By Michael Halliday (Art Production Manager, POZ)

On Monday morning the phone rang at my desk. It was a very good friend I had not spoken with in several years. He was calling from the hospital where he had been admitted with pneumonia about a week ago. He is HIV positive--a fact he knows I was aware of--but he had not told his doctors and did not want to tell them. As he had done for so many years, he was hoping that he could keep AIDS at bay by not admitting he had HIV.

He said to me: "If I have AIDS, I will have to take medications the rest of my life. I will turn into a disfigured monster, and I will be saddled with expensive bills." My job at POZ keeps me well informed, so I explained to him that many people who are properly treated do not have lipodystrophy (body fat changes) and that today's medications have become much more tolerable, so he would most likely be able to manage any side effects. Plus, I knew he had health insurance, so I assured him that his health care costs would be manageable.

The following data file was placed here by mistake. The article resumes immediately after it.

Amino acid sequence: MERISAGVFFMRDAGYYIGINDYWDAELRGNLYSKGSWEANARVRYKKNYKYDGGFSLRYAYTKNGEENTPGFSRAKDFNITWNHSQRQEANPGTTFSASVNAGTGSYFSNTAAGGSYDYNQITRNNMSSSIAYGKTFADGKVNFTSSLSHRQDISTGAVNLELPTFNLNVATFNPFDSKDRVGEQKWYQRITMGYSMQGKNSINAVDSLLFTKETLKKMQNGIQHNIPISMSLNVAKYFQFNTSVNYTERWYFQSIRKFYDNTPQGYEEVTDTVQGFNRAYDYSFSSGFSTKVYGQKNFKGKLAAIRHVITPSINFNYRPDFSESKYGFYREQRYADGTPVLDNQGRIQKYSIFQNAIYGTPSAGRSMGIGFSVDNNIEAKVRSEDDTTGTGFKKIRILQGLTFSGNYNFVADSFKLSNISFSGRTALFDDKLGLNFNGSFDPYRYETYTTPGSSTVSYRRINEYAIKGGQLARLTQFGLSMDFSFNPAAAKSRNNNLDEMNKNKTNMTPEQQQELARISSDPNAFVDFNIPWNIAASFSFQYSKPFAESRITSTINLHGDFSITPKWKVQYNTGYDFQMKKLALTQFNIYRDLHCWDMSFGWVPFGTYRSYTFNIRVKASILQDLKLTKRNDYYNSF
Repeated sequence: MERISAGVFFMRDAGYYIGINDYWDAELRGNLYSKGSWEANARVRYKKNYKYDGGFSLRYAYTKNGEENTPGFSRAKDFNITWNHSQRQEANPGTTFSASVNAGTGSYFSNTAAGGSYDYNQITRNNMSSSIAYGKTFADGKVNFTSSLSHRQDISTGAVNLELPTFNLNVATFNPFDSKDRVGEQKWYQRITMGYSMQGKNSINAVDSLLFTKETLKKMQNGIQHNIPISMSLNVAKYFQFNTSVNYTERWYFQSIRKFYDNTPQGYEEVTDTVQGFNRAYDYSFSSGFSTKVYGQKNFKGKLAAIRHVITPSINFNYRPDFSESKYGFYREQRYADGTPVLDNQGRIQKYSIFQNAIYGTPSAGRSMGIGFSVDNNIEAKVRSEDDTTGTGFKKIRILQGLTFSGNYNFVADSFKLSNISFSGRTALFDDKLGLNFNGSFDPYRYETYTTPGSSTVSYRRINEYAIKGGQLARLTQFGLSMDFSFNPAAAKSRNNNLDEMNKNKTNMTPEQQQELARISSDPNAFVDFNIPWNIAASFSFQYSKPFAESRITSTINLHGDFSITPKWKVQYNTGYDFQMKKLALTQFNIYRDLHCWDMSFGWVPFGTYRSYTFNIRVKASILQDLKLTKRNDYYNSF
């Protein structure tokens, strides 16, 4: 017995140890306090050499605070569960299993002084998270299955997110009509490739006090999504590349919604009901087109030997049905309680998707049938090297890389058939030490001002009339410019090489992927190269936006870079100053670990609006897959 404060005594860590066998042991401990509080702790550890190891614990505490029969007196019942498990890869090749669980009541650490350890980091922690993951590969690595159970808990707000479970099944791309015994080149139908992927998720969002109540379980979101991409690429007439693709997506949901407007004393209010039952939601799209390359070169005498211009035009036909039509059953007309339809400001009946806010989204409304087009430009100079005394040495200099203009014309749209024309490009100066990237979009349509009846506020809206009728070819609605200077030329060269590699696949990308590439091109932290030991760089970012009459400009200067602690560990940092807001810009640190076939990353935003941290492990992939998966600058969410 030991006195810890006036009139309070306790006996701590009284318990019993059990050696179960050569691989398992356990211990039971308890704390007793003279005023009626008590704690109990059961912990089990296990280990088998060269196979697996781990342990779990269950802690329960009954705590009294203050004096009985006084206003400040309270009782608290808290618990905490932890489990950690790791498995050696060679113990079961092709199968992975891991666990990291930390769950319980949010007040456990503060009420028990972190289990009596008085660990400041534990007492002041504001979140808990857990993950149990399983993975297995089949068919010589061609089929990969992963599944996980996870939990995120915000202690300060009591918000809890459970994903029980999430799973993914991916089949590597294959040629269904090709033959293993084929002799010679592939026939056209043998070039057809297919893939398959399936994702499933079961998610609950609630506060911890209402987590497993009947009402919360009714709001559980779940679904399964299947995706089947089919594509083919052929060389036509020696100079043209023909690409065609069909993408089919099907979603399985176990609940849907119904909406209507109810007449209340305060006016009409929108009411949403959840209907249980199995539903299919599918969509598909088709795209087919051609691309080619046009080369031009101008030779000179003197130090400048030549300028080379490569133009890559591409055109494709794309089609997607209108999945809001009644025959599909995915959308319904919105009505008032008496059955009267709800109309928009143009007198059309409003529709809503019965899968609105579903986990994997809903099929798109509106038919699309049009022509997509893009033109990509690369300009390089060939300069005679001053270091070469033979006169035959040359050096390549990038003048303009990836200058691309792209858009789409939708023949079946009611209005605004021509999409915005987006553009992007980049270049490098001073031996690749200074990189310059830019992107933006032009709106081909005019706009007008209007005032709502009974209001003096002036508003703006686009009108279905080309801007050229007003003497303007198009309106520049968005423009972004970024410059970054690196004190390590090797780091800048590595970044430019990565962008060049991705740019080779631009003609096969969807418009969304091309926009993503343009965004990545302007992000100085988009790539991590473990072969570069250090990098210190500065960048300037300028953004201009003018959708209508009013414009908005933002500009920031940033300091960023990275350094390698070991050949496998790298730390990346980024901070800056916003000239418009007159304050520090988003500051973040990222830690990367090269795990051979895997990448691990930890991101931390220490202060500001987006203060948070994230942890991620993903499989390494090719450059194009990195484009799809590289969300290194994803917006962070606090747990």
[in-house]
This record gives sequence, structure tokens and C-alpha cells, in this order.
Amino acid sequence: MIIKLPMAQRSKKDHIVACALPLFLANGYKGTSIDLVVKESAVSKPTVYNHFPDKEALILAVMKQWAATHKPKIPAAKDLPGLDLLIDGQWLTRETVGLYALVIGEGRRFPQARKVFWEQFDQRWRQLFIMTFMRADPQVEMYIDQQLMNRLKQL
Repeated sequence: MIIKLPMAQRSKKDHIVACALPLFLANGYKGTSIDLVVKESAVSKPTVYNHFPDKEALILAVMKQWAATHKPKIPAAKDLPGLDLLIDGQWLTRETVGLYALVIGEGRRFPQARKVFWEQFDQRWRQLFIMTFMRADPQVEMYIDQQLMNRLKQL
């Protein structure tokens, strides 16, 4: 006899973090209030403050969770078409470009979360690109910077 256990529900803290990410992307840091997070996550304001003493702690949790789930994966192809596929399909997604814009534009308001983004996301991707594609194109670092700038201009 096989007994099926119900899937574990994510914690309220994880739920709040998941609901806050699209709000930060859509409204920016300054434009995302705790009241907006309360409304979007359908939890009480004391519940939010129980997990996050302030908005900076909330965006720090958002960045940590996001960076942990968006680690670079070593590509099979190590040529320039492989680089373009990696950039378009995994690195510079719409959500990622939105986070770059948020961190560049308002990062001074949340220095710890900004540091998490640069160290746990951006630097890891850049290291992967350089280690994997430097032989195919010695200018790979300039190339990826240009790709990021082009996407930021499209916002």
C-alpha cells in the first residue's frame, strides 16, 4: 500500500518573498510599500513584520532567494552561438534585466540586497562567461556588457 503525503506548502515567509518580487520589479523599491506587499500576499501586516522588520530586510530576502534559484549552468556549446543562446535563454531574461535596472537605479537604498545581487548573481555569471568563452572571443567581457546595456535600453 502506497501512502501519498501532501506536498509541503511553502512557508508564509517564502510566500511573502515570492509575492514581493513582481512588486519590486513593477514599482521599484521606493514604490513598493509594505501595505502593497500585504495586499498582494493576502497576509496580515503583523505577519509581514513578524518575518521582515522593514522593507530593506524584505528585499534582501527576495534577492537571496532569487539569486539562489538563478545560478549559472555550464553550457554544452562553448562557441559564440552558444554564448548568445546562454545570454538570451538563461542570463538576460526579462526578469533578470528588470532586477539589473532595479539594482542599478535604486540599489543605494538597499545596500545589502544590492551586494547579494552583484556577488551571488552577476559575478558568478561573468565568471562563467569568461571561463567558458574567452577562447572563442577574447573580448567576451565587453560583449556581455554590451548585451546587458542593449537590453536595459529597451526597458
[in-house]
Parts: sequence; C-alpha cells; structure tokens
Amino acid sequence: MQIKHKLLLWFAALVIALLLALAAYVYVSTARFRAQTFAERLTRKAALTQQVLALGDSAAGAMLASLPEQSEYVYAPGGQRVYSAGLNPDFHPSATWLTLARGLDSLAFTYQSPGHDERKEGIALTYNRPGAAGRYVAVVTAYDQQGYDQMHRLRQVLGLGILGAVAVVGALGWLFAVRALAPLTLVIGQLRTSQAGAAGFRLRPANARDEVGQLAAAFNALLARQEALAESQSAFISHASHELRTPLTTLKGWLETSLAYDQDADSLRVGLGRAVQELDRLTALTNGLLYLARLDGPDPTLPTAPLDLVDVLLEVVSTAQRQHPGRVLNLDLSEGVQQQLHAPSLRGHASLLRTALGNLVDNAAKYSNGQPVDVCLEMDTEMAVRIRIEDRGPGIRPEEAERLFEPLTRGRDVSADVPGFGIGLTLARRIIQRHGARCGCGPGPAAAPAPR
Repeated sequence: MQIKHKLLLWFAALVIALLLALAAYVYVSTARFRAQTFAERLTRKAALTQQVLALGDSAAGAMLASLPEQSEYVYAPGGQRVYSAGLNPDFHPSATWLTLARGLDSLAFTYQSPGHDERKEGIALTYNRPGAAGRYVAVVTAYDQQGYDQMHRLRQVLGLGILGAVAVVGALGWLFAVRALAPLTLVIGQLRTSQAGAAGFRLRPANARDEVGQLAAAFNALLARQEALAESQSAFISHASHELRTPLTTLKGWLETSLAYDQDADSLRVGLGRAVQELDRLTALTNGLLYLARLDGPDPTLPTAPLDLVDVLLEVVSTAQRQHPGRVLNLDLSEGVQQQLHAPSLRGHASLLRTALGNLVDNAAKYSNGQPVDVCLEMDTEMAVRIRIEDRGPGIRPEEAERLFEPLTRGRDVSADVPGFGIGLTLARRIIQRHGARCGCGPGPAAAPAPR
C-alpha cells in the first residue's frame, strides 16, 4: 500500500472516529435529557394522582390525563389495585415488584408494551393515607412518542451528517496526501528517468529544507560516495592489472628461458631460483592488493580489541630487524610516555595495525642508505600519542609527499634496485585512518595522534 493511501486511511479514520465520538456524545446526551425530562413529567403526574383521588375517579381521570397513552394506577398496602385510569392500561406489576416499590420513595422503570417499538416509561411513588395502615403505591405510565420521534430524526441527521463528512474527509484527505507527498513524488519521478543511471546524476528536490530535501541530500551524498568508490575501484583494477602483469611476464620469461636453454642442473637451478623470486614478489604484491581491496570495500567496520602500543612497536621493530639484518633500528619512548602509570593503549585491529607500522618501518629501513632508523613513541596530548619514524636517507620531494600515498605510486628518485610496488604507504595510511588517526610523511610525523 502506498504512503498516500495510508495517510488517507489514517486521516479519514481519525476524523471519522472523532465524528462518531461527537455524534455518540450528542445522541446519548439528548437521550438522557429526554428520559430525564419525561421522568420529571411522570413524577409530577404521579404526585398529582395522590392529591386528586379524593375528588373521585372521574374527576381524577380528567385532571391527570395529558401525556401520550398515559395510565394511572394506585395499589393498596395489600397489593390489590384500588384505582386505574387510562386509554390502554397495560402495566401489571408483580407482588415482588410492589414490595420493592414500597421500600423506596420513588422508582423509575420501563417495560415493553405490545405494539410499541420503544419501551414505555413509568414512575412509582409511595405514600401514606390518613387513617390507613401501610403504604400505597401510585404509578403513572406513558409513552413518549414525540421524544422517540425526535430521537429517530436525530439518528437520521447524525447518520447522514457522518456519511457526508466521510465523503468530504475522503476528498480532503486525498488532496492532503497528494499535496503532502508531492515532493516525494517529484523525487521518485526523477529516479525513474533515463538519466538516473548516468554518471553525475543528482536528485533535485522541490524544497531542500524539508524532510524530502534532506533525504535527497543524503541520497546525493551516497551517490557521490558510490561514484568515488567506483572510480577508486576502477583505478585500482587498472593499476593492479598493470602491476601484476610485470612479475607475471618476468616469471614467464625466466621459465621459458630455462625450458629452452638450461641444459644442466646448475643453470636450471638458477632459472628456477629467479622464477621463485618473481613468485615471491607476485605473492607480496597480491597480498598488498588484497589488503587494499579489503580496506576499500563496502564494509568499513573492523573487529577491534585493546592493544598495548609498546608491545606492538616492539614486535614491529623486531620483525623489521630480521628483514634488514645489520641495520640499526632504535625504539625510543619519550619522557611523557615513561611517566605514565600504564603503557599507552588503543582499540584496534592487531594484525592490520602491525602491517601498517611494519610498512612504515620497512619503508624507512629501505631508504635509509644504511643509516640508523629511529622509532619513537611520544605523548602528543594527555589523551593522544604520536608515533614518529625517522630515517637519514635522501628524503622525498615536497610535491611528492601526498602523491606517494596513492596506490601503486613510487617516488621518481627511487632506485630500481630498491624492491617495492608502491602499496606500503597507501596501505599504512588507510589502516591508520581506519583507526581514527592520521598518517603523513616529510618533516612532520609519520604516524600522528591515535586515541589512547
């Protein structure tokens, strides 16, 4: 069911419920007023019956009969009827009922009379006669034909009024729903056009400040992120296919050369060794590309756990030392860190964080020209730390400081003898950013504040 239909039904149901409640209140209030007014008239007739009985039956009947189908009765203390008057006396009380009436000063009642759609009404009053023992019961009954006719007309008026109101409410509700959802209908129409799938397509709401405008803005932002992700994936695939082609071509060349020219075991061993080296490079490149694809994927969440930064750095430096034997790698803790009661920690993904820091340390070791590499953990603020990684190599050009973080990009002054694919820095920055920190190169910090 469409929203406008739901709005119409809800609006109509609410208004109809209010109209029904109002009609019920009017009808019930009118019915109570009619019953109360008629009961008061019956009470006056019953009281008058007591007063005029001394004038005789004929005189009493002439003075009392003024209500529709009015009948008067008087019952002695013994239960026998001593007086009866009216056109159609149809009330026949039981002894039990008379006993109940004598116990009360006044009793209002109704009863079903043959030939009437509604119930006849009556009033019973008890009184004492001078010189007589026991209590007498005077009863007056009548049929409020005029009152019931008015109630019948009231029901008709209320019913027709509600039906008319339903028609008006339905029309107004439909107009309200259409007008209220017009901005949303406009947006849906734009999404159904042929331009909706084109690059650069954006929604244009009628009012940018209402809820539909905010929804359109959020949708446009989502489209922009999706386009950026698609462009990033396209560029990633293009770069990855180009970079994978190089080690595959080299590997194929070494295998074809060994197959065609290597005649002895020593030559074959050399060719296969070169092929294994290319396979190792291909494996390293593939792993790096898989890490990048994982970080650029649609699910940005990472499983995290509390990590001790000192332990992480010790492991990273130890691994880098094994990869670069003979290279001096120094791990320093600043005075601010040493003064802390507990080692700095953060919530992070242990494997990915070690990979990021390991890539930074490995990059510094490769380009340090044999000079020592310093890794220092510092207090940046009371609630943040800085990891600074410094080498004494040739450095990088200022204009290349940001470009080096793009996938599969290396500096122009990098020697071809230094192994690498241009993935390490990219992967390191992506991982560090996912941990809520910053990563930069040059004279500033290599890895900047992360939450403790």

I knew he'd read some AIDS denialist propaganda and that he did not want to face the facts. But I also knew that his denial was putting him in grave danger.

I told him that he needed to tell his doctors about his HIV so they could find out what was going on. If they didn't properly assess the issue, then his health could rapidly decline and he could be at risk of dying!

I finally managed to get through to him, and he agreed to let the doctors give him an HIV test. They soon discovered he had pneumocystis pneumonia (PCP) and put him on treatment. He was very relieved when he started to recover quickly. For him, it was a wake-up call and a reality check.

For me it was a reminder that many of our HIV-positive brothers and sisters are not well informed. Many do not even know they are HIV positive. This lack of knowledge is putting them at risk. We all need testing and proper medical monitoring and treatment to preserve our health.

I'm glad my friend called me to ask for help. We need to support one another in times of crisis as well as on a day-to-day basis.

Answer the call! That's what friends are for!